Missing Children: The Sensitivities of Writing about the Lost – Sarah Ward
My debut novel In Bitter Chill deals with the kidnapping of two young girls in the 1970s. It’s a distressing subject but I never considered the topic to be off-limits partly because it’s based on a near-miss experience that happened to me. I was walking to school one day when a woman tried to force me into her car. Many writers attempt to make sense of incidents in their past, especially with their debut novels, and I was no exception.
However, as I was writing, I was aware of the sensitivities of depicting the possible harm to young children. I don’t have my own kids but there are enough of them in my life to be stricken at the thought of them encountering a similar situation to the one I found myself in. And since the book has been published, I have had readers who’ve told me it’s a difficult subject matter for them to digest as they have children of a similar age to my main characters, Rachel and Sophie.
But I like to think In Bitter Chill isn’t sensational in its storytelling and there were a number of ways I tried to avoid this.
In Bitter Chill has two girls being kidnapped but only one later being found alive. The other, Sophie, remains missing for thirty-five years. I wanted to avoid an ‘is she dead or isn’t she’ scenario in relation to the missing child as I felt strongly that this wasn’t what the book was about. So In Bitter Chill begins with a burial scene, impressing on the readers that something catastrophic has happened to the child. The central mystery is why?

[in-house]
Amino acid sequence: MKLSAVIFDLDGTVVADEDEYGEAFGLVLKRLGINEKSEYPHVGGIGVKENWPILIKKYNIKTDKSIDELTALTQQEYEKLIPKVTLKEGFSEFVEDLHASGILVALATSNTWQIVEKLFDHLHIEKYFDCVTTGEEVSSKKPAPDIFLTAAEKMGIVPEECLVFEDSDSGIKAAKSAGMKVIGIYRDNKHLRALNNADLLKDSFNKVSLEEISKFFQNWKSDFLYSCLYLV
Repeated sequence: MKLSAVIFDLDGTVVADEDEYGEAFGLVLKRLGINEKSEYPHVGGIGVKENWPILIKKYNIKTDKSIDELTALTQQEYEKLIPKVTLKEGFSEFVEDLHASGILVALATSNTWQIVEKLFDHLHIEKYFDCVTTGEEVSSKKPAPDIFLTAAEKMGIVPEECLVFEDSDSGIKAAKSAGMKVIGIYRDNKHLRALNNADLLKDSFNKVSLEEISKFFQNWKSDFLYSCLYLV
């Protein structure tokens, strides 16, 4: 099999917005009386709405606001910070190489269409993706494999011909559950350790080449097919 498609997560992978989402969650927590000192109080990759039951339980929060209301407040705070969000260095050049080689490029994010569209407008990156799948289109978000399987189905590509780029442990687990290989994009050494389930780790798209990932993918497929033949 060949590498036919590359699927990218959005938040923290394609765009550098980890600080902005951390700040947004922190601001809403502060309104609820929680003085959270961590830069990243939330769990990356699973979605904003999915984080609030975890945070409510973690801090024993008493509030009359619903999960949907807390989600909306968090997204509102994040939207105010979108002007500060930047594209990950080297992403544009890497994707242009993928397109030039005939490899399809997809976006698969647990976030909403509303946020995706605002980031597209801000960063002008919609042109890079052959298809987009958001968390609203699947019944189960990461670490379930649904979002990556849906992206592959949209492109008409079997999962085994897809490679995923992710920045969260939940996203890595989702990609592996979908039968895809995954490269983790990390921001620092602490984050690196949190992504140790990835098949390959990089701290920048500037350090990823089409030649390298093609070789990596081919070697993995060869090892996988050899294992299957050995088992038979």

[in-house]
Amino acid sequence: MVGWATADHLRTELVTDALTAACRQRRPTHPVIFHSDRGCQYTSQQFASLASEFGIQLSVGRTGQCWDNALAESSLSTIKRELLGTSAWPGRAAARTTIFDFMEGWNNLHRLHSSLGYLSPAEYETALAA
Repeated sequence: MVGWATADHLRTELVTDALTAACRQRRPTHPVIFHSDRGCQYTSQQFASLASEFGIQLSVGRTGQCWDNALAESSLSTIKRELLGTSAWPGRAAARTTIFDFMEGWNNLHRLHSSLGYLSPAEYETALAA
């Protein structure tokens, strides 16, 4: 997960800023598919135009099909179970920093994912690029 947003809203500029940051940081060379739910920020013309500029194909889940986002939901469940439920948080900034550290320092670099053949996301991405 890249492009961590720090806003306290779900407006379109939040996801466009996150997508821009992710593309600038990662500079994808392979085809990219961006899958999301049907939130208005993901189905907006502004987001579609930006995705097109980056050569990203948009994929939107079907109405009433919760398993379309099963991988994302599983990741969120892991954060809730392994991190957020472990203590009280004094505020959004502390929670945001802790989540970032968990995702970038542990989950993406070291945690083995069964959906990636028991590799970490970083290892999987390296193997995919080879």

I also, like many modern crime writers, wanted to focus on the impact of a missing child on family, friends and the wider community. Trauma doesn’t disappear overnight and it was important to emphasise this in the book. For family it means they remain perpetually frozen at the time when the child disappears. Because, how do you move on with your life after that? For the community, I think the loss of a child can have a seismic shift in how you treat your children. Suddenly the street, once considered a place of safety, where people would keep an eye on each others’ children is now off-limits. Children spend more time in their home and the dynamics of family consequently change.
Finally, to give a context to the children’s abductions, I also included the point of view of one of the children. It seemed important to explain why a child might get into a car and think that it was, if not safe, then innocuous to do so. In Bitter Chill has a few sections from Rachel’s point of view.
I hope I never lost sight of the trauma of missing and murdered children have on the family and the wider community and how distressing this might be for a reader. But children do get abducted, it nearly happened to me. And it felt important to put the theme at the centre stage in my book.
SARAH WARD is an online book reviewer whose blog, Crimepieces, reviews the best of current crime fiction. She is a judge for the Petrona Award for Scandinavian translated crime novels. Sarah lives in rural Derbyshire where her debut novel, In Bitter Chill, is set.